Enhancement of manure composting by biochar: An emerging benefit to use biochar in animal feeding
Carlos M. Romero, Xiying Hao, Jen Owens, Hongjie Zhang, Erasmus Okine, Abby-Ann Redman, Paul Hazendonk, Tim A. McAllister. Enhancement of manure composting by biochar: An emerging benefit to the use of engineered carbon in animal feeding. 57th Alberta Soil Science Workshop. Lethbridge AB, Feb. 18-20, 2020.
Résumé en langage clair
Manure collected from cattle with 2% biochar feed supplement decomposed slower than manure with no biochar in diet. When composted, temperatures were frequently lower within compost windrow that contained biochar than without, leading to lower cumulative CO2-C and CH4-C emissions from biochar manure. Thus, the use of BC in animal feeding has the potential to improve the environmental performance of manure composting, increase the C quantity and quality, and augment the agronomic value of manure.
Animal-derived organic matter (AOM) is a component of densely populated livestock regions and its occurrence within surface soil is now recognized as a key driver of global carbon-climate feedbacks. Feeding cattle biochar (BC) has recently been explored as an approach to mitigating the environmental footprint of beef production by reducing the intensity of enteric CH4 emissions. However, large-scale studies considering potential soil carbon (C) benefits of biochar-manure amendments have not been investigated.
A feedlot trial was conducted at the Lethbridge Research and Development Centre (Lethbridge, AB, Canada) within the context of the 2018-2021 project “Assessment of the potential for adding biochar to beef cattle diets to reduce greenhouse gas emissions in agriculture”. Heifers were offered a basal diet of 60% barley silage, 35% barley grain and 5% mineral supplement with BC added at 0%, 0.5%, 1.0% or 2.0% of dietary dry matter. Manure was collected from all pens (n=16) monthly (from January to July). Average (n=112) manure total %C increased linearly with the dietary addition of BC, whereas manure total %N displayed a quadratic trend. The pH and electrical conductivity of manure was similar among treatments. Characterization of manure with 0.0% and 2.0% BC by liquid- (UV-Vis absorbance) and solid-phase (DP MAS 13C NMR) analyses revealed differences in the aromaticity and functional group distribution of AOM. Manure from heifers supplemented with 0.0% or 2.0% BC was removed from pens in early-August and either composted (CM, turned three times) or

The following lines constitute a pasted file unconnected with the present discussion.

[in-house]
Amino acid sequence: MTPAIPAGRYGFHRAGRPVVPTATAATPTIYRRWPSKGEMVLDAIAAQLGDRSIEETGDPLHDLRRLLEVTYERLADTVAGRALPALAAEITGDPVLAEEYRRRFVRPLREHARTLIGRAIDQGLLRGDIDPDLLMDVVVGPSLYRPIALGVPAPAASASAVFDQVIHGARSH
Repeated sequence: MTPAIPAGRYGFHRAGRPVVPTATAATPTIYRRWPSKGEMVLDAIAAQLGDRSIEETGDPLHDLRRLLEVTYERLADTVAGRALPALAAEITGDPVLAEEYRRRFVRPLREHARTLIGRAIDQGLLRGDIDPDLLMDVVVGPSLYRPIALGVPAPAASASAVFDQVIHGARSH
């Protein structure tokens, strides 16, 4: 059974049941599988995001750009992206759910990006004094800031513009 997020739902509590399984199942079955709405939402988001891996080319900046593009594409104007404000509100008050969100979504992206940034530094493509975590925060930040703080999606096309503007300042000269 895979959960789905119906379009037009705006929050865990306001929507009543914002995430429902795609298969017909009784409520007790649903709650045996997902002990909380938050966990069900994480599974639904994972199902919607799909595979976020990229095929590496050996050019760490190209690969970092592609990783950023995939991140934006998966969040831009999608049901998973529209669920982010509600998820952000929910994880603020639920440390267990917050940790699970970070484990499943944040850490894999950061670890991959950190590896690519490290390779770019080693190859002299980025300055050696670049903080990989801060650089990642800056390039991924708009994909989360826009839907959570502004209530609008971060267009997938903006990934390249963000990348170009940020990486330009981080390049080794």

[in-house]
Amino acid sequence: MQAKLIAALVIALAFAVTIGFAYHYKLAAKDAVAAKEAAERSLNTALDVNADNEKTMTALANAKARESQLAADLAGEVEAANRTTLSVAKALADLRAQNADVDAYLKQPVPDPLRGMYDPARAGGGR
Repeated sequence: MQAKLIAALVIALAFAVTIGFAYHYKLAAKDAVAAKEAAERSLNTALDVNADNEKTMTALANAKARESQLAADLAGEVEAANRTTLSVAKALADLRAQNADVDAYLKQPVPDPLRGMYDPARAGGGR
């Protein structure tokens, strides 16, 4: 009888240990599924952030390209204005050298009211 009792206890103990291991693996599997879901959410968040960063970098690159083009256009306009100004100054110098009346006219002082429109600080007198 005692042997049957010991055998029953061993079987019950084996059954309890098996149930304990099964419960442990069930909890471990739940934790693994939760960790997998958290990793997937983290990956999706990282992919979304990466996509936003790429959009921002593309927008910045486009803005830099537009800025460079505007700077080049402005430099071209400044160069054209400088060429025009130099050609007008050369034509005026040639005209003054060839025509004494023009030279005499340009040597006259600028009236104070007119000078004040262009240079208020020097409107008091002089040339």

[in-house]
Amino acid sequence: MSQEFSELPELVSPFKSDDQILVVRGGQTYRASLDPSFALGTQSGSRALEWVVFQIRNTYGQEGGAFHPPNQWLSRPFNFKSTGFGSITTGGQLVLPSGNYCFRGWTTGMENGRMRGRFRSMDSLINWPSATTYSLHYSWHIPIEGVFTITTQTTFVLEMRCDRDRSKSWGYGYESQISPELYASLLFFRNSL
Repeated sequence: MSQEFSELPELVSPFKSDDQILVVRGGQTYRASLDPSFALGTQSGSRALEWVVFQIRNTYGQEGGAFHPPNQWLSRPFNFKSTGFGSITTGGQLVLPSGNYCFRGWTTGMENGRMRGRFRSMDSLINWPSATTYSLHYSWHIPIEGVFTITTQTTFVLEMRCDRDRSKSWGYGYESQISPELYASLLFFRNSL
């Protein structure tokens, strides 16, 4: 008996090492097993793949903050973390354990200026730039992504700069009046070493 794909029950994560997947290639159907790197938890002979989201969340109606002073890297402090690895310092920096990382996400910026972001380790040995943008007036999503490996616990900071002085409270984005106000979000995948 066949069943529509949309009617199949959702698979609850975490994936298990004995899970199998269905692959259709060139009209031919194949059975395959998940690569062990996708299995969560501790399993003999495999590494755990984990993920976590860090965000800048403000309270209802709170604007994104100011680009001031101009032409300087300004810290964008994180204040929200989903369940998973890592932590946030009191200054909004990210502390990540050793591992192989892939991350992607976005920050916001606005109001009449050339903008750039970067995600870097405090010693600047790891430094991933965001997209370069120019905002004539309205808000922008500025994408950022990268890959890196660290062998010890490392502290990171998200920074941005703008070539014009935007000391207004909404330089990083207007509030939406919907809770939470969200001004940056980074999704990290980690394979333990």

stockpiled (SP, not turned) until mid-November. Windrows were monitored hourly for temperature and weekly for greenhouse gas surface flux and concentration at 30, 60, and 90 cm below the windrow surface. Sub-samples of CM or SP were collected 14, 35, 62, and 91 d after the trial began. Preliminary results suggested that 2.0% BC manure decomposed slower than 0.0% manure as temperatures were frequently lower within windrows that contained biochar. Such differences translated to apparent higher cumulative CO2-C and CH4-C emissions from CM at 0.0% vs. 2.0% BC. From this initial report, we infer that the use of BC in animal feeding has the potential to improve the environmental performance of composting, increase the C quantity and quality of AOM, and augment the agronomic value of manure. On-going research efforts and future work regarding the application of biochar-manure to local soils will be discussed at the 57th annual ASSW.